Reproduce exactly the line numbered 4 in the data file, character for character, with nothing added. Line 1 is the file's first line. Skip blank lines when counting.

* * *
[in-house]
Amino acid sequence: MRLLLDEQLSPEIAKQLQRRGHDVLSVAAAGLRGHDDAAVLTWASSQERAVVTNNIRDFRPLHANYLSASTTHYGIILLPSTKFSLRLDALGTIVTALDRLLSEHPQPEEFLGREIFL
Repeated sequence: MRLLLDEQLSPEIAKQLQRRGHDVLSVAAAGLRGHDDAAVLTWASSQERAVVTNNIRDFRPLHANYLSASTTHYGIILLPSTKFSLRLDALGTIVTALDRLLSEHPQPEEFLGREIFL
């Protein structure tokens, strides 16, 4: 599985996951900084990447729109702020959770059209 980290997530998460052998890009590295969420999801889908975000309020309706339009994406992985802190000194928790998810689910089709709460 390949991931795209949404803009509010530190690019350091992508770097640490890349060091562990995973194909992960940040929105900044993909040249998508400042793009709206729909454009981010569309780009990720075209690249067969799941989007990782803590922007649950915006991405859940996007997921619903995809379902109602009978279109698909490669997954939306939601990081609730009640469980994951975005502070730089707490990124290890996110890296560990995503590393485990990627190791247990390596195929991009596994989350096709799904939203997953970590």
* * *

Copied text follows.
């Protein structure tokens, strides 16, 4: 599985996951900084990447729109702020959770059209 980290997530998460052998890009590295969420999801889908975000309020309706339009994406992985802190000194928790998810689910089709709460 390949991931795209949404803009509010530190690019350091992508770097640490890349060091562990995973194909992960940040929105900044993909040249998508400042793009709206729909454009981010569309780009990720075209690249067969799941989007990782803590922007649950915006991405859940996007997921619903995809379902109602009978279109698909490669997954939306939601990081609730009640469980994951975005502070730089707490990124290890996110890296560990995503590393485990990627190791247990390596195929991009596994989350096709799904939203997953970590």